This book grew out of the lecture notes for a course on “Elliptic
Curves, Modular Forms and L-functions” that the author taught at
an undergraduate summer school as part of the 2009 Park City Mathe-
matics Institute. These notes are an introductory survey of the theory
of elliptic curves, modular forms and their L-functions, with an em-
phasis on examples rather than proofs. The main goal is to provide
the reader with a big picture of the surprising connections among
these three types of mathematical objects, which are seemingly so
distinct. In that vein, one of the themes of the book is to explain
the statement of the modularity theorem (Theorem 5.4.6), previously
known as the Taniyama-Shimura-Weil conjecture (Conjecture 5.4.5).
In order to underscore the importance of the modularity theorem, we
also discuss in some detail one of its most renowned consequences:
Fermat’s last theorem (Example 1.1.5 and Section 5.5).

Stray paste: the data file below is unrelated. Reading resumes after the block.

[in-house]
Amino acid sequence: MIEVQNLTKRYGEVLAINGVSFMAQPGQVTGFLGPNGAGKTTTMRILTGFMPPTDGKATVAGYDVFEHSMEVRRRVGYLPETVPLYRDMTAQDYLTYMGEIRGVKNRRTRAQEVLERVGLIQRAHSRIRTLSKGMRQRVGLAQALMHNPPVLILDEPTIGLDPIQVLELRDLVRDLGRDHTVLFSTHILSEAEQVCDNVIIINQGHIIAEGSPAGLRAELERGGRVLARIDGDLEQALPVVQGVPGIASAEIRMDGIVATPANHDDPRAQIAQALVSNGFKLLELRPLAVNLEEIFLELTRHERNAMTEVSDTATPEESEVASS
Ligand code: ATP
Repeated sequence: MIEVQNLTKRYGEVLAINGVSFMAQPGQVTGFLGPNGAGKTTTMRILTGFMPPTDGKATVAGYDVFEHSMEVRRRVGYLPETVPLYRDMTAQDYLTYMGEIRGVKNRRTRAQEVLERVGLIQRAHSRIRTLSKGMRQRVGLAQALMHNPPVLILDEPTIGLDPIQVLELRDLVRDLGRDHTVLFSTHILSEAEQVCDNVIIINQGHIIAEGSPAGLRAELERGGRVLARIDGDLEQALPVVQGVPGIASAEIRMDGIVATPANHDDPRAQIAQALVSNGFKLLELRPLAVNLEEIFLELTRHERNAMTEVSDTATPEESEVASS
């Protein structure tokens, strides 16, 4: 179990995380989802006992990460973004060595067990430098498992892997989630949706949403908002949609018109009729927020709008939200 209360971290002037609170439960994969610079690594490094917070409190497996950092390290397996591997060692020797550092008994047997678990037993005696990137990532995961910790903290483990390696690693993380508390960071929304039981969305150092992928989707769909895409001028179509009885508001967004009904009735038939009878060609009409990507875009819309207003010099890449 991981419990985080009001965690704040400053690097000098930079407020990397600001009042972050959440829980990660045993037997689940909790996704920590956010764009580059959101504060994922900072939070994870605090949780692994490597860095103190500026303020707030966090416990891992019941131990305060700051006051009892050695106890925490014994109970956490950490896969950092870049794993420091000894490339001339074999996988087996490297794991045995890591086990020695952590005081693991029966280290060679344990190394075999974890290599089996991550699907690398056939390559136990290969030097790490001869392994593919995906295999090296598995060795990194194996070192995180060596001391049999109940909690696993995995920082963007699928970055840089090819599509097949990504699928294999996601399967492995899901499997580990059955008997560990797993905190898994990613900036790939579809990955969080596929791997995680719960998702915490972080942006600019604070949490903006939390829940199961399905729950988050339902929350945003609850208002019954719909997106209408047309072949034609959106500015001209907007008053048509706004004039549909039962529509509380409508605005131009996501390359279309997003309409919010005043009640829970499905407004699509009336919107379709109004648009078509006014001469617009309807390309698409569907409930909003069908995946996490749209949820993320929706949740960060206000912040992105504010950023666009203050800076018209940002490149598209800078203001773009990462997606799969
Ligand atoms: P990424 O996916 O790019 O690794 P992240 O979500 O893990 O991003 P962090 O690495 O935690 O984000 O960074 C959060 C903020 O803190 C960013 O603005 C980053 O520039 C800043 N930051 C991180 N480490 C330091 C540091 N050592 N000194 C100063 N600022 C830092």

It would be impossible to give the proofs of the main theorems
on elliptic curves and modular forms in one single course, and the
proofs would be outside the scope of the undergraduate curriculum.
However, the definitions, the statements of the main theorems and
their corollaries can be easily understood by students with some stan-
dard undergraduate background (calculus, linear algebra, elementary
number theory and a first course in abstract algebra). Proofs that are
accessible to a student are left to the reader and proposed as exercises
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